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Cat scratch Disease or Bartonella in Cats

 
By Josie F. Turner, Journalist specialized in Animal Welfare. November 19, 2019
Cat scratch Disease or Bartonella in Cats

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Feline bartonellosis is a bacterial disease caused in cats by bacteria from the Bartonella genus. These potentially dangerous bacteria can cause infections and alterations in the organism of the affected animal or person. Bartonella is a zoonotic disease, which means it is contagious and can be transmitted from animals - in this case cats - to humans. When it affects humans, bartonella is usually called “cat scratch fever”.

Bartonellosis is spread to cats via fleas and ticks and to humans and other animals through wounds caused by cat scratches or bites. This is why it more commonly known as cat scratch disease. Although bartonella is usually mild or has little effect in cats, it is best treated to avoid possible complications and transmission to others. Therefore, in this AnimalWised article, we explain all you need to know about cat scratch disease or bartonella in cats,including how it it transmitted, symptoms, treatment and prevention.

You may also be interested in: Periodontal Disease in Cats

What is feline bartonella?

As we have explained, feline bartonellosis is a bacterial disease that affects cats. It is caused by the presence of bacteria belonging to the genus Bartonella. There are 22 different species of Bartonella, all of them gram-negative bacteria that pass from one organism to another via ‘carriers’ or transmission vectors[1]. These vectors include fleas, ticks and lice, among others. In the following section we explain how cats are infected with bartonellosis through such carries. Of these species, there are three bacteria that most often found in cats with bartonella:

  • Bartonella helensae
  • Bartonella clarridgeiae
  • Bartonella koehlera

The most common among these is Bartonella helensae, which is the most likely to affect cats worldwide[1]. It is also most often the strain of bacteria found in cat scratch fever among humans.

Cat scratch Disease or Bartonella in Cats - What is feline bartonella?

Causes of bartonella in cats

Bartonellosis in cats is caused by the bartonella bacteria present in the feces of fleas, though the disease can also be transmitted to cats by ticks, sand flies and lice. These parasites act as vectors for the bacteria, infecting the cats that they bite. Cats also pick up the bacteria when grooming, when they inadvertently lick the infected fleas or their feces which carry the bartonella strain.

Cats are the animals with the with the highest rate of bartonellosis infection, and it is most often brought on by flea infestations. Cat scratch disease can also be caused in cats due to open wounds from scratching or biting. This most often happens during a fight between two cats. Bartonella can also enter a cat's bloodstream via feline blood transfusions from an infected individual.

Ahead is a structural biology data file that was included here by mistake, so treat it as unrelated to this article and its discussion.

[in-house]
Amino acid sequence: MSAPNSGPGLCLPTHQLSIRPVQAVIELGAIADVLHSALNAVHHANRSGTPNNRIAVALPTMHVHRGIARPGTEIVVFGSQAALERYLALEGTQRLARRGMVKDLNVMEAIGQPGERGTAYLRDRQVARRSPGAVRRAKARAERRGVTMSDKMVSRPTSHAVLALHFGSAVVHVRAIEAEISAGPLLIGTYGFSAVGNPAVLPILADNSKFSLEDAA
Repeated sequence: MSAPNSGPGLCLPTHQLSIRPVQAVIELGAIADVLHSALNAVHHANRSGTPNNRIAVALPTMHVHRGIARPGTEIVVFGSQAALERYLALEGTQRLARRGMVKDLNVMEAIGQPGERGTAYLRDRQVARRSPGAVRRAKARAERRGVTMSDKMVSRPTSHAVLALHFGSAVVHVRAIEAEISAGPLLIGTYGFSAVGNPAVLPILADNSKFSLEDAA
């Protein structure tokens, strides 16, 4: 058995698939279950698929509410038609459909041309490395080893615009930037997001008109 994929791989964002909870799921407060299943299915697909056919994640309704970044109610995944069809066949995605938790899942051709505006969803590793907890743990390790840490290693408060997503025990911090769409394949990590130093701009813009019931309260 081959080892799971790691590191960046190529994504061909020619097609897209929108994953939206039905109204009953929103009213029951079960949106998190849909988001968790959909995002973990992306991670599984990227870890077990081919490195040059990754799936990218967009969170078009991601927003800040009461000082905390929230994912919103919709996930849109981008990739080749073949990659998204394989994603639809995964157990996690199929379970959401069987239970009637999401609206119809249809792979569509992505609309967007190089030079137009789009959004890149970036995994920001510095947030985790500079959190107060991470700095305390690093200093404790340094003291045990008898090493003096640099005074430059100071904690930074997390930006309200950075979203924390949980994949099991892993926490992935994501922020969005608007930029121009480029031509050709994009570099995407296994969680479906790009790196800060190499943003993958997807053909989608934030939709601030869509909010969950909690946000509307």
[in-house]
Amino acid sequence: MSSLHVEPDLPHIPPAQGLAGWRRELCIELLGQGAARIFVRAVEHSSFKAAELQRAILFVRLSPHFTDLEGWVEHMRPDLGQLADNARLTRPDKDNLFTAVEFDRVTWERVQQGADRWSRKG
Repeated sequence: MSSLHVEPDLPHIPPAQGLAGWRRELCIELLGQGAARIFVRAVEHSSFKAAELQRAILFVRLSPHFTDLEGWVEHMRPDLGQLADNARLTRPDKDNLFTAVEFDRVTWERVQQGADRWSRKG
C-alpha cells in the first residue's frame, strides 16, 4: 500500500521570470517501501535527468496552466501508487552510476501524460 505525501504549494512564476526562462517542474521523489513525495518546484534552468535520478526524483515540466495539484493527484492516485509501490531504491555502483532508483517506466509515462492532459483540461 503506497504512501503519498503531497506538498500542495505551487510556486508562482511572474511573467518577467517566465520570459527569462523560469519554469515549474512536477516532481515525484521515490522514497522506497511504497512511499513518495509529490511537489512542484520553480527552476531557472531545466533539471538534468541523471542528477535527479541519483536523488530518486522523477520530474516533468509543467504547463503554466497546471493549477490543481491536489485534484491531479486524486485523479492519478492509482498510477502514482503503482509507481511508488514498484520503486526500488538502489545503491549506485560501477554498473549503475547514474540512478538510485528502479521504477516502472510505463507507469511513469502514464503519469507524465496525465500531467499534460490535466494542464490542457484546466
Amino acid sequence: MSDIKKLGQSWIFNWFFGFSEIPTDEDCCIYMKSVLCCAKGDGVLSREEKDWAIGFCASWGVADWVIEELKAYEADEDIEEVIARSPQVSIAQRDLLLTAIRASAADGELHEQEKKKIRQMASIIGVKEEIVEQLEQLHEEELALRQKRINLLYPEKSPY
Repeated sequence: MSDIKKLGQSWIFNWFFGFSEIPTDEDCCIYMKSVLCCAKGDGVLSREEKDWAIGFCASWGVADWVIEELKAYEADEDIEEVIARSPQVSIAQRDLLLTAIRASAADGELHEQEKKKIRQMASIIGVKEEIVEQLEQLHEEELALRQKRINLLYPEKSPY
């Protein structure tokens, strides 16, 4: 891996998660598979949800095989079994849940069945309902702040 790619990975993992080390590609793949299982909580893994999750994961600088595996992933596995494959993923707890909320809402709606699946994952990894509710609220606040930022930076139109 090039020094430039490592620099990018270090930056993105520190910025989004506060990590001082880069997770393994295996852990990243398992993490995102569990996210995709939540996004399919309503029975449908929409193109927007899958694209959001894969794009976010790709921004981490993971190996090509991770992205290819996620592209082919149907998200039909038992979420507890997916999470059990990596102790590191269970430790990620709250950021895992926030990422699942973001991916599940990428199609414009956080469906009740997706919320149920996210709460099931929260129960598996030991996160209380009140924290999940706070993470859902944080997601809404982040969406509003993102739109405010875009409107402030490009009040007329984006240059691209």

How common is bartonellosis in cats?

Bartonella is more likely to affect cats living in warmer, humid climates, where fleas tend to be found in greater numbers[2]. Feline bartonellonosis are also more common among cats that live in animal shelters or in colonies, as well as cats with regular access outdoors, strays and feral cats. This is because in these circumstances, the cat is more exposed to fleas and ticks as well as having more contact with other animals that may be infected with cat scratch disease. Kittens under two months old are also especially vulnerable, as are adult cats with weakened immune systems.

Symptoms of bartonella in cats

When a cat is infected with bartonella, the disease is quite often asymptomatic, which means the cat does not show any signs of illness. This is normally the case in cats infected by Bartonella helensae, who, with a few exceptions, develop no symptoms at all. However, the bacteria remain inside the cat, and the disease can still be spread to other animals as described earlier.

Some cats may display mild symptoms that usually clear up on their own within two to three days. These can include loss of appetite, lethargy, mild fever or swollen glands. However, in cats with weak immune systems, as well as in dogs or humans, these can include other or more severe symptoms. Some of these symptoms of bartonella in cats are:

Among cats, these symptoms are more likely to appear in infections brought on by the bacteria Bartonella vinsonii subsp. berkhoffii, as well as other subspecies of Bartonella apart from Bartonella helensae.

Is bartonella fatal in cats?

As we have explained, bartonellosis in cats usually has no negative impact on the cat's overall health. It can only prove dangerous in the case of cats with compromised immune systems, such very young kittens or adult cats suffering from diseases such as feline parvovrius, leukemia or feline AIDS.

Healthy cats are not usually affected by feline bartonellosis, or show only mild, self-resolving symptoms. However, a cat infected with bartonella continues to act as a carrier for the disease, and can infect other animals or people in your house who may develop more severe symptoms. As a general rule, if you suspect your cat is infected with feline bartonellosis, it is always best to take the cat to the vet to get them treated.

Cat scratch Disease or Bartonella in Cats - Symptoms of bartonella in cats

Treatment of feline bartonellosis

The first thing to do if you suspect your cat has bartonella, is to go to the veterinarian. The vet will take a blood sample from which to grow a blood culture. This is called a gold standard test, and allows them to detect the presence of strains of bartonella bacteria in the cat's bloodstream. The gold standard is usually combined with PCR (Polymerase Chain Reaction) tests, as the two together are shown to produce a more reliable diagnosis[3]. These clinical tests are decisive only 14-15 days after the cat is first infected. Prior to that period the bacteria cannot be detected in the bloodstream.